Of all the things one could claim about America’s Founding Fathers, among the least controversial is to assert that their bold experiment in democracy also brought about expanded civil liberties—most notably for religious freedom.
But what inspired this achievement? More to the point, just what sort of personal faith did these men adhere to, and how did it affect them?
In the campaign to ratify the U.S. Constitution, one argument advanced by proponents of the document is that it would create a stronger federal government better equipped to defend the nascent republic from foreign belligerents.
The prescience of this thesis is borne out in Ian W. Toll’s book, Six Frigates: The Epic History of the Foundation of the U.S. Navy.
Note:This was originally posted December 24, 2012.
By Dave Dentel
When a good friend agreed to introduce me to classic science fiction I had long ignored, I didn’t realize how quickly his generosity would deliver a brilliant pay-off.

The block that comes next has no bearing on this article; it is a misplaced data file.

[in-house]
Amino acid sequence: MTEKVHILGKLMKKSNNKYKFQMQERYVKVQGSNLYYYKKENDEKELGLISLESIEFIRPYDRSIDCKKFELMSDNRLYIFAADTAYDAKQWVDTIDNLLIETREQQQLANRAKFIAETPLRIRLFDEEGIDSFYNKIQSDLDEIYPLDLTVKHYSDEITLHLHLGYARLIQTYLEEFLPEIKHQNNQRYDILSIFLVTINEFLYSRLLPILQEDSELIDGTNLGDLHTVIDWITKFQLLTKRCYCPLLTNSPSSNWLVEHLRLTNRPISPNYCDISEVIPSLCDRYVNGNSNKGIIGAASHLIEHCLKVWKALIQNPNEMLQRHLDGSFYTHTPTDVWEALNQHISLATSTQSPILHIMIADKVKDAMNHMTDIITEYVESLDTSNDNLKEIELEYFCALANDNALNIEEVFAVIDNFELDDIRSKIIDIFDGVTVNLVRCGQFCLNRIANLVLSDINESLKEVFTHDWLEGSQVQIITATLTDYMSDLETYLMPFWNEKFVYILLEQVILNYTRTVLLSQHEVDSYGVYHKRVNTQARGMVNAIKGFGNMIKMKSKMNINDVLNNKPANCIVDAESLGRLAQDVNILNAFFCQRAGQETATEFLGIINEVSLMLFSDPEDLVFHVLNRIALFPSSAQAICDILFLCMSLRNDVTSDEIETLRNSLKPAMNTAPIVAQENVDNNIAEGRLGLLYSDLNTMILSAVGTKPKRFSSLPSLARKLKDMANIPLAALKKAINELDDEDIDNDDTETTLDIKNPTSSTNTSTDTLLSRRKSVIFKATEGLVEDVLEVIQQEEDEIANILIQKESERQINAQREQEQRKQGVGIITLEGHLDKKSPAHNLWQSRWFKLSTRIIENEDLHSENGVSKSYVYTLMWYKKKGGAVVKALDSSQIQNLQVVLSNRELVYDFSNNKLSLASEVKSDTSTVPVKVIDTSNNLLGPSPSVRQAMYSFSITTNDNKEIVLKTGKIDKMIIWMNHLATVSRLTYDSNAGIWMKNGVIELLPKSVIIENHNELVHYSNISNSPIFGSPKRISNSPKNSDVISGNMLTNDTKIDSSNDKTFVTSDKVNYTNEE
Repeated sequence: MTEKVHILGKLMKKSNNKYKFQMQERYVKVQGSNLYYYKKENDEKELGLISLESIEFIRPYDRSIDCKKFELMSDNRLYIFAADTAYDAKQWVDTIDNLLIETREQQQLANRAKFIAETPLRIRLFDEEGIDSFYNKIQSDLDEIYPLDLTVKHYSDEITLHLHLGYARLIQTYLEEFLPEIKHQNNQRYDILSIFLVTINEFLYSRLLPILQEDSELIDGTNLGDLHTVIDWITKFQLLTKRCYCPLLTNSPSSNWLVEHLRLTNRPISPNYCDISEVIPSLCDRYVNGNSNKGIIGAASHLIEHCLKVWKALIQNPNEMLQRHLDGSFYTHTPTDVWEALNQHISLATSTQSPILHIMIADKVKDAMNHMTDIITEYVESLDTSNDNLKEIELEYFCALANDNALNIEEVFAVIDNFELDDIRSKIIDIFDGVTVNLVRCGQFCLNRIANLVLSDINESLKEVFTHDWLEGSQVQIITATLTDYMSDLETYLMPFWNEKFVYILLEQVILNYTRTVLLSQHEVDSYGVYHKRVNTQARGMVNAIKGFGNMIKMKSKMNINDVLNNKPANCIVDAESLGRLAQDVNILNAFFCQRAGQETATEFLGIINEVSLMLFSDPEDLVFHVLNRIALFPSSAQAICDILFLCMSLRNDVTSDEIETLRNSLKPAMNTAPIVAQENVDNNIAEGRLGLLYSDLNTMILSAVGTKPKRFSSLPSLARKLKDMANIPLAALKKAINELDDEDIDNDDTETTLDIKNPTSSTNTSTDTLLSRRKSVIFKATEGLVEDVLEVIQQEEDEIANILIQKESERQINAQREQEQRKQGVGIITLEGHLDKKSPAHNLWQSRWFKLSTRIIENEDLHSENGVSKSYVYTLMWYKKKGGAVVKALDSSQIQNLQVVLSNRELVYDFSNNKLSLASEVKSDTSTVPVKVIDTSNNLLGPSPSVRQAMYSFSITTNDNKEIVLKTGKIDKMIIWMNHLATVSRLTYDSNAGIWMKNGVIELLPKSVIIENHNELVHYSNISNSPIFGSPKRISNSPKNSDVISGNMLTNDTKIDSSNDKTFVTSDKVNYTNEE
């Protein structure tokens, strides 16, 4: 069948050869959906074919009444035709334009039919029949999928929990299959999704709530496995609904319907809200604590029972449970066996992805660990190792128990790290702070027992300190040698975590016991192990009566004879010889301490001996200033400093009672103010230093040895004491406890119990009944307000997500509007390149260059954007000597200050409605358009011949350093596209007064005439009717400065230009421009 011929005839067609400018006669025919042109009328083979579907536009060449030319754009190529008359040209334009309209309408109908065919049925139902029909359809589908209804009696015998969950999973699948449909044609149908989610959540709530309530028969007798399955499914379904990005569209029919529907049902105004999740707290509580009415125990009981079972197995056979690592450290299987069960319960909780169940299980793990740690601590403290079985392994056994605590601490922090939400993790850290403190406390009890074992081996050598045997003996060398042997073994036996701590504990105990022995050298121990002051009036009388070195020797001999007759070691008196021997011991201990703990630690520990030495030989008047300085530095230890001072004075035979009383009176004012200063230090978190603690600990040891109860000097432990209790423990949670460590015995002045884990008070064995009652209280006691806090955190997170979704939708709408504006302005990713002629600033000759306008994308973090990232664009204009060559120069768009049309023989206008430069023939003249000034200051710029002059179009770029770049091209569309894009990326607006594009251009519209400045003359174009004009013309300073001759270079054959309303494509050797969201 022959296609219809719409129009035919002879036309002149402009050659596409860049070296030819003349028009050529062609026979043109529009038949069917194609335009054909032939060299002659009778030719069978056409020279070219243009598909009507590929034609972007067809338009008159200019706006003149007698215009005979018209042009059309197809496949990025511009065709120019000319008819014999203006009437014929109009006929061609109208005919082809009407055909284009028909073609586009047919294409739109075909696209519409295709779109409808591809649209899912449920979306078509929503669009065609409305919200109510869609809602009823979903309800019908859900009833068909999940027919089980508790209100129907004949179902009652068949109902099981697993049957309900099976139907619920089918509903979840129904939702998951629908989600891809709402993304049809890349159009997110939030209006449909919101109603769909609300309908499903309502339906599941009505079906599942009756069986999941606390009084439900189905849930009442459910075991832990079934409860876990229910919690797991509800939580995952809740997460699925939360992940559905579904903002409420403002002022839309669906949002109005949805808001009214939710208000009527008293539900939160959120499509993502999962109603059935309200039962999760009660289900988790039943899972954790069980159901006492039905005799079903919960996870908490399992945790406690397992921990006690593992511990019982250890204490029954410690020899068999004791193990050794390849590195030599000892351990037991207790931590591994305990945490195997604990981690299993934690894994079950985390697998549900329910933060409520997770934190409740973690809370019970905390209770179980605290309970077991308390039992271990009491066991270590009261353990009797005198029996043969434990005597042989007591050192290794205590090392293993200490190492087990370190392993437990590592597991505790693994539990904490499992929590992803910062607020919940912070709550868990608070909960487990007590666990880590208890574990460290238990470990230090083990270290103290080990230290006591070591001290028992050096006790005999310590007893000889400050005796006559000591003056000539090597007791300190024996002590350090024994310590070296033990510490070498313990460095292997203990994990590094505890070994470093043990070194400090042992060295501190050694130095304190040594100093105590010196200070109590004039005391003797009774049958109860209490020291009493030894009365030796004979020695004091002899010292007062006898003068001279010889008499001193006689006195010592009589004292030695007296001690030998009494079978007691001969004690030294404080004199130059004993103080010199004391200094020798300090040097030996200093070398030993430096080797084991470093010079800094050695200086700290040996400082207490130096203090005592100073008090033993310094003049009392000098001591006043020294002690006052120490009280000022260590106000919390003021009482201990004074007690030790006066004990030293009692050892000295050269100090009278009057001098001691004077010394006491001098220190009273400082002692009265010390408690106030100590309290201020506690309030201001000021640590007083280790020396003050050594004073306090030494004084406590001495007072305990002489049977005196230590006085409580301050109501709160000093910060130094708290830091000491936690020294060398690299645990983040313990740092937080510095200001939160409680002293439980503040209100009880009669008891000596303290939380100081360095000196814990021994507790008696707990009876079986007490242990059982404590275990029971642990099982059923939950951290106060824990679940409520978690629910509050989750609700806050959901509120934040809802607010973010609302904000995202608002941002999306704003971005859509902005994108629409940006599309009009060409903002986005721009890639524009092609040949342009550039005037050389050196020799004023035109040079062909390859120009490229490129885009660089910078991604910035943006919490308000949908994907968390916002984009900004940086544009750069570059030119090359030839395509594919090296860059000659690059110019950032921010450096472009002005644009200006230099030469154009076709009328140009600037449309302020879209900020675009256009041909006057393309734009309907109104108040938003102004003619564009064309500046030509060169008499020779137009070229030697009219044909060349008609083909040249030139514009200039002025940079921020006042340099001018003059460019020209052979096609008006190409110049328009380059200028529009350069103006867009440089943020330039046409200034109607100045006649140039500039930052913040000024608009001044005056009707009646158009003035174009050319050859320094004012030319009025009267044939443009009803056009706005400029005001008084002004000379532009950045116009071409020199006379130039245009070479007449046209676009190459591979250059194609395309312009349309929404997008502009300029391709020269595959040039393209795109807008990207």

Robert A. Heinlein’s 1941 tale delves into the nature of both religious and materialistic inquiry.Also worth reading: “How Star Wars Ruined Sci Fi”
Already I’ve encountered a Heinlein story with surprising insight into one of my favorite nonfiction topics—the intersection of science and faith.
While it’s no fable of intelligent design, Robert A. Heinlein’s 1941 tale “Universe” certainly delves into the nature of both religious and materialistic inquiry. In fact, the adventure aspect of the story serves as a backdrop for exploring how human beings comprehend reality and their purpose in it.
Indeed, the point of “Universe”—which employs a now-familiar narrative about multiple generations of space colonists inhabiting a massive and drifting ship—is that these travelers are lost not only in physical space but also in how they perceive their cosmos.
Note:This was originally posted in 2006. Dennett’s book was one of the first I read as research for my own work,The God Imperative.
To anyone familiar with his career, it’s no surprise that Darwinist philosopher Daniel C. Dennett has a problem with religion. What is surprising, however, is the ardor with which Dennett delivers what Richard John Neuhaus of First Things characterizes as a “mugging of religion” in his latest book, Breaking the Spell: Religion as a Natural Phenomenon.
The faith and church founded by Jesus Christ not only is global in its reach, but is intertwined with the histories of the various continents. These facts are borne out by Martin Marty’s brief but insightful book, The Christian World.